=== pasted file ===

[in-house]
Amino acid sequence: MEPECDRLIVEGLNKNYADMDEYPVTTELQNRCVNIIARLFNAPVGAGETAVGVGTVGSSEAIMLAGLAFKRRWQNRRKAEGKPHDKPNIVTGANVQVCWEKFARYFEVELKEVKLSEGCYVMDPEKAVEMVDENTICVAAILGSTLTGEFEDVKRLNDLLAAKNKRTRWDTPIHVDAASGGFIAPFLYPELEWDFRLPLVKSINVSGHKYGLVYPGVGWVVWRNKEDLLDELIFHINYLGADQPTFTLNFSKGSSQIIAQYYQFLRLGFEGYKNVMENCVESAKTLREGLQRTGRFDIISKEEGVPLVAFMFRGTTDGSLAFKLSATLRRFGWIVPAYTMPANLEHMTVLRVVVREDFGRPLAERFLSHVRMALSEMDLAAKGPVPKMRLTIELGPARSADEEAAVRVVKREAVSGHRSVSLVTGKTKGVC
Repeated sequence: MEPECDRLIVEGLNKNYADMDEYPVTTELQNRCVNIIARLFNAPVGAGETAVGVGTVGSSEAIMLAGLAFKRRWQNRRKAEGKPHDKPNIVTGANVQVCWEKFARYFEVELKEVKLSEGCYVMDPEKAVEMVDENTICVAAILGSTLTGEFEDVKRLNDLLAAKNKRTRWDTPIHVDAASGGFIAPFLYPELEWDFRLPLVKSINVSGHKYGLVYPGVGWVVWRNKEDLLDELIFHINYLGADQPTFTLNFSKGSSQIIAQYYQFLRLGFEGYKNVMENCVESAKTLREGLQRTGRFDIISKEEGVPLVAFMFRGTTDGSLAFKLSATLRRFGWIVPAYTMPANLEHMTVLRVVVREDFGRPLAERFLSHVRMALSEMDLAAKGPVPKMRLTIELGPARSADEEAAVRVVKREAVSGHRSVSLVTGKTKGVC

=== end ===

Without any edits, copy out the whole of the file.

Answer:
[in-house]
Amino acid sequence: MEPECDRLIVEGLNKNYADMDEYPVTTELQNRCVNIIARLFNAPVGAGETAVGVGTVGSSEAIMLAGLAFKRRWQNRRKAEGKPHDKPNIVTGANVQVCWEKFARYFEVELKEVKLSEGCYVMDPEKAVEMVDENTICVAAILGSTLTGEFEDVKRLNDLLAAKNKRTRWDTPIHVDAASGGFIAPFLYPELEWDFRLPLVKSINVSGHKYGLVYPGVGWVVWRNKEDLLDELIFHINYLGADQPTFTLNFSKGSSQIIAQYYQFLRLGFEGYKNVMENCVESAKTLREGLQRTGRFDIISKEEGVPLVAFMFRGTTDGSLAFKLSATLRRFGWIVPAYTMPANLEHMTVLRVVVREDFGRPLAERFLSHVRMALSEMDLAAKGPVPKMRLTIELGPARSADEEAAVRVVKREAVSGHRSVSLVTGKTKGVC
Repeated sequence: MEPECDRLIVEGLNKNYADMDEYPVTTELQNRCVNIIARLFNAPVGAGETAVGVGTVGSSEAIMLAGLAFKRRWQNRRKAEGKPHDKPNIVTGANVQVCWEKFARYFEVELKEVKLSEGCYVMDPEKAVEMVDENTICVAAILGSTLTGEFEDVKRLNDLLAAKNKRTRWDTPIHVDAASGGFIAPFLYPELEWDFRLPLVKSINVSGHKYGLVYPGVGWVVWRNKEDLLDELIFHINYLGADQPTFTLNFSKGSSQIIAQYYQFLRLGFEGYKNVMENCVESAKTLREGLQRTGRFDIISKEEGVPLVAFMFRGTTDGSLAFKLSATLRRFGWIVPAYTMPANLEHMTVLRVVVREDFGRPLAERFLSHVRMALSEMDLAAKGPVPKMRLTIELGPARSADEEAAVRVVKREAVSGHRSVSLVTGKTKGVC